Professor Ralph Martins
Position: Adjunct Professor
Affiliation: School of Psychiatry & Clinical Neurosciences, The University of Western Australia
Phone: +61 (08) 9346 6703
Professor Martins’ undergraduate and postgraduate studies were both undertaken at the University of Western Australia where he majored in Biochemistry with first class Honours followed by a PhD which examined the role of hormones and diet on the regulation of key enzymes of lipid metabolism. He was fortunate to gain part-time employment with Professor Colin Masters in 1984, who played a major role in stimulating his interest into studying the molecular pathology of Alzheimer’s disease. On completion of his PhD in 1986 he was offered full-time employment by Professor Masters as a postdoctoral fellow and subsequently as a senior research officer when he moved with him to Melbourne University in 1989. His 7 years with Professor Masters were most rewarding as he had an opportunity to undertake seminal research in a nurturing environment which involved isolating and characterizing, for the first time, the molecular components of the neuropathological hallmarks of Alzheimer’s disease. His early training in Alzheimer’s disease research was further enhanced in 1987 when he was awarded a scholarship to Heidelberg University to work with Professor Konrad Beyreuther. His collaborative seminal research involved the isolation and characterisation of ?-amyloid and its precursor, the amyloid precursor protein (APP), which are now recognized as central to the pathogenesis of Alzheimer's disease. During this same period he also was the first to propose and demonstrate that the Alzheimer brain was under oxidative stress a feature that is now widely recognized by the Alzheimer research community. Further work in this area, led to an international patent (PCT/AU02/01754) and the formation of a spin-off company, Alzhyme Pty Ltd. In 2002 year he was awarded a Biotechnology Innovation Fund grant, which was matched dollar for dollar by a commercial group.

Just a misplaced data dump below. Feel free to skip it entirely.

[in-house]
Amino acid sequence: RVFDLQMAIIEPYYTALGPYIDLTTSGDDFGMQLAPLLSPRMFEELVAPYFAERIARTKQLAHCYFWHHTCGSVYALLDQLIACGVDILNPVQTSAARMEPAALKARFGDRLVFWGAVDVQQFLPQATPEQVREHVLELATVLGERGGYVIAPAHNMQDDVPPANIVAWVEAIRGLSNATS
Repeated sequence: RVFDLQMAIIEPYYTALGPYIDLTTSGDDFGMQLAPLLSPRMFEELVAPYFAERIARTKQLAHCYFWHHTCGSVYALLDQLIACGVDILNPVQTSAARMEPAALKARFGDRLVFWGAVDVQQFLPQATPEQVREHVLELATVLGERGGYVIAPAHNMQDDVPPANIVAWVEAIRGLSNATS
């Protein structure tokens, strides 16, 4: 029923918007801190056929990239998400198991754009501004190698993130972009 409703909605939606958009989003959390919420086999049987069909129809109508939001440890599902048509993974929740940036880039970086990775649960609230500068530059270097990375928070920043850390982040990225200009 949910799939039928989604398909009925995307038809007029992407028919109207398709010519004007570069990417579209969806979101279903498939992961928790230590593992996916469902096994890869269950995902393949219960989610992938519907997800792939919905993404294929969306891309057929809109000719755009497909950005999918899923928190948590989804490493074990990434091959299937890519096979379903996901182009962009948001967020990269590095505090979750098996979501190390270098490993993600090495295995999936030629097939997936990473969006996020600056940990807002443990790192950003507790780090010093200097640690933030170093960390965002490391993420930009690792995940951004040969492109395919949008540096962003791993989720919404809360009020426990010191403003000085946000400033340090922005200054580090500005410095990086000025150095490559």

Over the past 12 years he has established the Sir James McCusker Alzheimer’s disease Research Unit at Hollywood Private Hospital, which currently comprises 9 research staff and 9 postgraduate students whose research is directed at understanding the cause(s) developing early diagnostics and effective treatments for Alzheimer’s disease. He was instrumental in establishing the McCusker Foundation for Alzheimer’s Disease Research 3 years ago and is the Research Director of the McCusker Alzheimer Unit. He was recently appointed by Edith Cowan University to the Inaugural Chair in Ageing and Alzheimer’s Disease, a position which he commenced on the 16th January 2004. He will continue to have close ties with the clinical academics at the University of Western Australia and has been appointed to the position of Adjunct Professor, in the School of Psychiatry and Clinical Neurosciences. He will continue to enjoy an affiliation with Curtin University of Technology as Adjunct Associate Professor. In 2001 he was appointed Professor at the Research Centre and Community Services, Universitas Pelita Harapan, Karawaci, Tangerang, Indonesia which is a voluntary, non-salaried position where his role is to uplift research in the new medical faculty. He has commenced a research program at Pelita Harapan to study genetic risk factors for AD in 4 ethnic communities. In 2001 he was fortunate to be 1 of 3 candidates from 70 scientists throughout Australia to successfully win a Media Fellowship with the ABC. He was the first Media Fellow to have his work presented on the Science Show and he is now working on a part-time voluntary basis with the ABC to communicate medical science to the public. In 2003 he was appointed to the position of Senior Editor, for the Journal of Alzheimer’s disease and Editorial Board Member for Current Drug Targets CNS & Neurological Disease. He was also the recipient of the University of Western Australia "Excellence in Teaching Award - Post Graduate Research" for 2002.